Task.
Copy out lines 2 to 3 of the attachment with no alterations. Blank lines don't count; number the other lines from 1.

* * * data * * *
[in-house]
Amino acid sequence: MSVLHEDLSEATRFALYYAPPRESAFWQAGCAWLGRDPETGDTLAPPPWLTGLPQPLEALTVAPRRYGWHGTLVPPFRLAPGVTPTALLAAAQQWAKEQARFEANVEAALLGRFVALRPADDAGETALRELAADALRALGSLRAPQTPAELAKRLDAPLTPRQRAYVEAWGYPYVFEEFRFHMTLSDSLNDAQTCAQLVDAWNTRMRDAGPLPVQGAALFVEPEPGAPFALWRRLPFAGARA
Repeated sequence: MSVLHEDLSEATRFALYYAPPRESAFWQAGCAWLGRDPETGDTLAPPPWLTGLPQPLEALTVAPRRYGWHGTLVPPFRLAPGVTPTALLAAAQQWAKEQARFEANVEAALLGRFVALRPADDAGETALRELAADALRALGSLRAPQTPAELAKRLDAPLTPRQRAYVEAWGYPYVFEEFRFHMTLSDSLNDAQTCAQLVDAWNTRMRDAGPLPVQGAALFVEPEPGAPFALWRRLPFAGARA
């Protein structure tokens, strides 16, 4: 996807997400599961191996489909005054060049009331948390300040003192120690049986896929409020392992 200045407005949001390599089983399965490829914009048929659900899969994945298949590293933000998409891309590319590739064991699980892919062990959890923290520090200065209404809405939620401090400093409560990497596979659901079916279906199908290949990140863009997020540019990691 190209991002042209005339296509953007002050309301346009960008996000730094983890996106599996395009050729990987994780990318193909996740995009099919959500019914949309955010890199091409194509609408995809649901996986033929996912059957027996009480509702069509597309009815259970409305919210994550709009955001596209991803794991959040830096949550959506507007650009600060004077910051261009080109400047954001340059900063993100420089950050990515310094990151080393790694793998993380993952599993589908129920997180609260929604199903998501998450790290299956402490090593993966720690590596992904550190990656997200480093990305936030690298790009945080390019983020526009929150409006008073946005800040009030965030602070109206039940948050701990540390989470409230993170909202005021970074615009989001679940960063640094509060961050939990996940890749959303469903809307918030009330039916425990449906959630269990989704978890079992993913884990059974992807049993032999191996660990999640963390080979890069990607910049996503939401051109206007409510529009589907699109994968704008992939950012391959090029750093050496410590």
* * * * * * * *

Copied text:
Amino acid sequence: MSVLHEDLSEATRFALYYAPPRESAFWQAGCAWLGRDPETGDTLAPPPWLTGLPQPLEALTVAPRRYGWHGTLVPPFRLAPGVTPTALLAAAQQWAKEQARFEANVEAALLGRFVALRPADDAGETALRELAADALRALGSLRAPQTPAELAKRLDAPLTPRQRAYVEAWGYPYVFEEFRFHMTLSDSLNDAQTCAQLVDAWNTRMRDAGPLPVQGAALFVEPEPGAPFALWRRLPFAGARA
Repeated sequence: MSVLHEDLSEATRFALYYAPPRESAFWQAGCAWLGRDPETGDTLAPPPWLTGLPQPLEALTVAPRRYGWHGTLVPPFRLAPGVTPTALLAAAQQWAKEQARFEANVEAALLGRFVALRPADDAGETALRELAADALRALGSLRAPQTPAELAKRLDAPLTPRQRAYVEAWGYPYVFEEFRFHMTLSDSLNDAQTCAQLVDAWNTRMRDAGPLPVQGAALFVEPEPGAPFALWRRLPFAGARA